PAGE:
In this culminating lesson, students look at several real-world situations that can be represented by an expression with a variable. In the warm-up, students decide whether each of four expressions is equivalent to a given expression, recalling what it means for expressions to be equivalent and relevant terminology. In the following activity, students write expressions corresponding to two ways of doing a real-world calculation, and explain why the two ways are equivalent. Finally, students are presented with two coupons to a store (a 20% off coupon and a \$30 off coupon), and use their skills to decide in which order the coupons should be applied to save more money on a purchase. In this lesson, students write expressions to represent calculation methods, which allows them to use familiar properties to decide whether two methods are equivalent. This is an example of decontextualizing and recontextualizing (MP2) and creating a mathematical model to understand a situation (MP4).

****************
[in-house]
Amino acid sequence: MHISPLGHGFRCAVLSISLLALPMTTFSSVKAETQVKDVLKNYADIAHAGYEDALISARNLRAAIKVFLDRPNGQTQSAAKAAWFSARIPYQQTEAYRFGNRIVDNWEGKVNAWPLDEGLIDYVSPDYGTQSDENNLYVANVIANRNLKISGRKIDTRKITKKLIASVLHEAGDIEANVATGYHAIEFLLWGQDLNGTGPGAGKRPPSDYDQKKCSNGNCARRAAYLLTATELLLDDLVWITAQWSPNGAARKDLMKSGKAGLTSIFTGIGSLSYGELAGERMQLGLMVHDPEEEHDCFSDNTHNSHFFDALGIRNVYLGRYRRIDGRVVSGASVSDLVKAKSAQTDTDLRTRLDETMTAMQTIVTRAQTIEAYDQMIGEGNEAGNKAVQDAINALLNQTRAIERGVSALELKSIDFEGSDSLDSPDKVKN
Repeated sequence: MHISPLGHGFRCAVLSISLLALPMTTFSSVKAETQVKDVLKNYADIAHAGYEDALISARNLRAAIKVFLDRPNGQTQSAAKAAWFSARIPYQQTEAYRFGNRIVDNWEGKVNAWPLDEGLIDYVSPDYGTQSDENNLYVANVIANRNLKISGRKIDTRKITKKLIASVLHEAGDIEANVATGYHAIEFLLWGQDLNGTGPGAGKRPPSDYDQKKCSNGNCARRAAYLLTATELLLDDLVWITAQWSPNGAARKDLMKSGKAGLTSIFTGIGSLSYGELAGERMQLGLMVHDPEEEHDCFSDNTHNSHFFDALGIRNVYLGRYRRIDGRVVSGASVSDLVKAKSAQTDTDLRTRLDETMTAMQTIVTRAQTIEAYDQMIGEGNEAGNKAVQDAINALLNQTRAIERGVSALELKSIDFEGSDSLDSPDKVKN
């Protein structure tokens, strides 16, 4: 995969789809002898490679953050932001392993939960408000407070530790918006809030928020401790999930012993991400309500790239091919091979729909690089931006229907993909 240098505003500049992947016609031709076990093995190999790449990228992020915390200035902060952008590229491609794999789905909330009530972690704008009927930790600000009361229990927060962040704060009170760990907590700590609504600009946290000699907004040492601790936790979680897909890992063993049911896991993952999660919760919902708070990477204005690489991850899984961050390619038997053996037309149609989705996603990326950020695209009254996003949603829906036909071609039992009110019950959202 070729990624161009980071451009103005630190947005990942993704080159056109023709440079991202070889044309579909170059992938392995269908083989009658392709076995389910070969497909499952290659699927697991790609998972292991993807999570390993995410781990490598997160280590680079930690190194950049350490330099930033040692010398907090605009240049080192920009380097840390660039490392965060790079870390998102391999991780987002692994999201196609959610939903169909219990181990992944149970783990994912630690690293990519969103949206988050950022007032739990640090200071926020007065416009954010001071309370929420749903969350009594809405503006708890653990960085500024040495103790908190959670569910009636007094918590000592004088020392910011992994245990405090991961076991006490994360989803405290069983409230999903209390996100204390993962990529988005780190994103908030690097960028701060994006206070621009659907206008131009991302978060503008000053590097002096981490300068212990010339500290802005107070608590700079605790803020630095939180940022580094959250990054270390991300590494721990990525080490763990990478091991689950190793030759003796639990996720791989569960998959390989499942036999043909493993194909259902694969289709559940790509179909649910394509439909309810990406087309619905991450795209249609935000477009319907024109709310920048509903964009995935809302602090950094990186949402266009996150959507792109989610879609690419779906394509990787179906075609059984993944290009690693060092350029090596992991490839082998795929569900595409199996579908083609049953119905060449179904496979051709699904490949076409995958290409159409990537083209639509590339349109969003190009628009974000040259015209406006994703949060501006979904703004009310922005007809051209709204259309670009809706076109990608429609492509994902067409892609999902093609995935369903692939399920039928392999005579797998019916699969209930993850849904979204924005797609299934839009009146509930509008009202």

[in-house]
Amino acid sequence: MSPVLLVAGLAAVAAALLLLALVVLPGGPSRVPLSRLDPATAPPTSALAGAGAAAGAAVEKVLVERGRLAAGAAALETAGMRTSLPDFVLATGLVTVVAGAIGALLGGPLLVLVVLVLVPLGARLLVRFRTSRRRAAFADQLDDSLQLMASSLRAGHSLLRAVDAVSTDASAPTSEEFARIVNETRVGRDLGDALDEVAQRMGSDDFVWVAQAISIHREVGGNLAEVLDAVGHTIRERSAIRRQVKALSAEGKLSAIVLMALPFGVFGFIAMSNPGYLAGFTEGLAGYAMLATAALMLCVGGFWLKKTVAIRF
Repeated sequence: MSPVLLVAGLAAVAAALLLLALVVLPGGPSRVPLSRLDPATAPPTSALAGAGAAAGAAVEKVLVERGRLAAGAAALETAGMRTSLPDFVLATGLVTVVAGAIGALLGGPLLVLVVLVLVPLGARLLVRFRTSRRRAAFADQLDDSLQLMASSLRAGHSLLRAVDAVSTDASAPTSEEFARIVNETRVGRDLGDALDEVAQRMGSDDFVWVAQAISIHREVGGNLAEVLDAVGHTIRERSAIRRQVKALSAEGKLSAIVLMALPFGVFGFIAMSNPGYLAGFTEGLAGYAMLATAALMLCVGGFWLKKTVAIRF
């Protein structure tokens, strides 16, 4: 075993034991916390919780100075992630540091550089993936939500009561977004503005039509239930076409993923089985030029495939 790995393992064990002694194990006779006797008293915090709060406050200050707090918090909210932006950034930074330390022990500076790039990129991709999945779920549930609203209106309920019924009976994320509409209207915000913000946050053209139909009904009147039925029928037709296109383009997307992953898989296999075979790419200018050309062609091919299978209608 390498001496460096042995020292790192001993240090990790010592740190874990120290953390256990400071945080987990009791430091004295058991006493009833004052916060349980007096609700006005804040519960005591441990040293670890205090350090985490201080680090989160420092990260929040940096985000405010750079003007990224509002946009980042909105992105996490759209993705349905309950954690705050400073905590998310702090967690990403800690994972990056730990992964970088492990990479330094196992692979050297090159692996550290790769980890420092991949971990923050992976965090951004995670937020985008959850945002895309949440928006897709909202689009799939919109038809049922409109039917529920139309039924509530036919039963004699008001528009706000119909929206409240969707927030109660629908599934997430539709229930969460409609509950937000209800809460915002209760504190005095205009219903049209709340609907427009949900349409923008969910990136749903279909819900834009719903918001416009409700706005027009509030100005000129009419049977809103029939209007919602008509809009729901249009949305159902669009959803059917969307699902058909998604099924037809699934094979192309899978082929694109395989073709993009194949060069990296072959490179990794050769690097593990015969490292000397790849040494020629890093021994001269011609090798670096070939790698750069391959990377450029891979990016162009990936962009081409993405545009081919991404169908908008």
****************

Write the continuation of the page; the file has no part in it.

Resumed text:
- Determine which order for applying multiple coupons gives the better discount and explain (orally and in writing) the reasoning.
- Justify (orally, in writing, and using other representations) that two different sequences of calculations give the same result.
- Let’s use expressions to solve problems.
- I can write algebraic expressions to understand and justify a choice between two options.
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